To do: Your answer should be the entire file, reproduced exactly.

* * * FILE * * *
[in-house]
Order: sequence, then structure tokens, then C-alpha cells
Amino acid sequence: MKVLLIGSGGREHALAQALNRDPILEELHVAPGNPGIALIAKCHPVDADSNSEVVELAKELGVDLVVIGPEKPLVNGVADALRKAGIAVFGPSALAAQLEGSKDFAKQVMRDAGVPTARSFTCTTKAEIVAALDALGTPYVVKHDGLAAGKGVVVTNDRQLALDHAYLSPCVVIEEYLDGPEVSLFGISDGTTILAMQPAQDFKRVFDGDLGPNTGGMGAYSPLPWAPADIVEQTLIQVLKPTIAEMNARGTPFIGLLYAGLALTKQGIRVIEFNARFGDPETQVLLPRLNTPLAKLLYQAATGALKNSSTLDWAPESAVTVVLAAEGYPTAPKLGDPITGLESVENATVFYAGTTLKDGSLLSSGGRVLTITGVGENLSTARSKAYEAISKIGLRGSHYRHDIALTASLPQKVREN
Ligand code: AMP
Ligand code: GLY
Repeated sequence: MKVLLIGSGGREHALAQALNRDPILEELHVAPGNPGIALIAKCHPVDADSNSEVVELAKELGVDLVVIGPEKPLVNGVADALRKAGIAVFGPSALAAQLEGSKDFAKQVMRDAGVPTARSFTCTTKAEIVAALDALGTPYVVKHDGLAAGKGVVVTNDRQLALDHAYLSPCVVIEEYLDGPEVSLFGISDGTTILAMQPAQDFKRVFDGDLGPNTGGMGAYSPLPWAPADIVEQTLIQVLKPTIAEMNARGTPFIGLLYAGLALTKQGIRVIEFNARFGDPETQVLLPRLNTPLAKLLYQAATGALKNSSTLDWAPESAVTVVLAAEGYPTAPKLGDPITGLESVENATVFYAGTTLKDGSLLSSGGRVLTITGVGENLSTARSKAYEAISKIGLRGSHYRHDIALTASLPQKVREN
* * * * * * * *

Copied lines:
[in-house]
Order: sequence, then structure tokens, then C-alpha cells
Amino acid sequence: MKVLLIGSGGREHALAQALNRDPILEELHVAPGNPGIALIAKCHPVDADSNSEVVELAKELGVDLVVIGPEKPLVNGVADALRKAGIAVFGPSALAAQLEGSKDFAKQVMRDAGVPTARSFTCTTKAEIVAALDALGTPYVVKHDGLAAGKGVVVTNDRQLALDHAYLSPCVVIEEYLDGPEVSLFGISDGTTILAMQPAQDFKRVFDGDLGPNTGGMGAYSPLPWAPADIVEQTLIQVLKPTIAEMNARGTPFIGLLYAGLALTKQGIRVIEFNARFGDPETQVLLPRLNTPLAKLLYQAATGALKNSSTLDWAPESAVTVVLAAEGYPTAPKLGDPITGLESVENATVFYAGTTLKDGSLLSSGGRVLTITGVGENLSTARSKAYEAISKIGLRGSHYRHDIALTASLPQKVREN
Ligand code: AMP
Ligand code: GLY
Repeated sequence: MKVLLIGSGGREHALAQALNRDPILEELHVAPGNPGIALIAKCHPVDADSNSEVVELAKELGVDLVVIGPEKPLVNGVADALRKAGIAVFGPSALAAQLEGSKDFAKQVMRDAGVPTARSFTCTTKAEIVAALDALGTPYVVKHDGLAAGKGVVVTNDRQLALDHAYLSPCVVIEEYLDGPEVSLFGISDGTTILAMQPAQDFKRVFDGDLGPNTGGMGAYSPLPWAPADIVEQTLIQVLKPTIAEMNARGTPFIGLLYAGLALTKQGIRVIEFNARFGDPETQVLLPRLNTPLAKLLYQAATGALKNSSTLDWAPESAVTVVLAAEGYPTAPKLGDPITGLESVENATVFYAGTTLKDGSLLSSGGRVLTITGVGENLSTARSKAYEAISKIGLRGSHYRHDIALTASLPQKVREN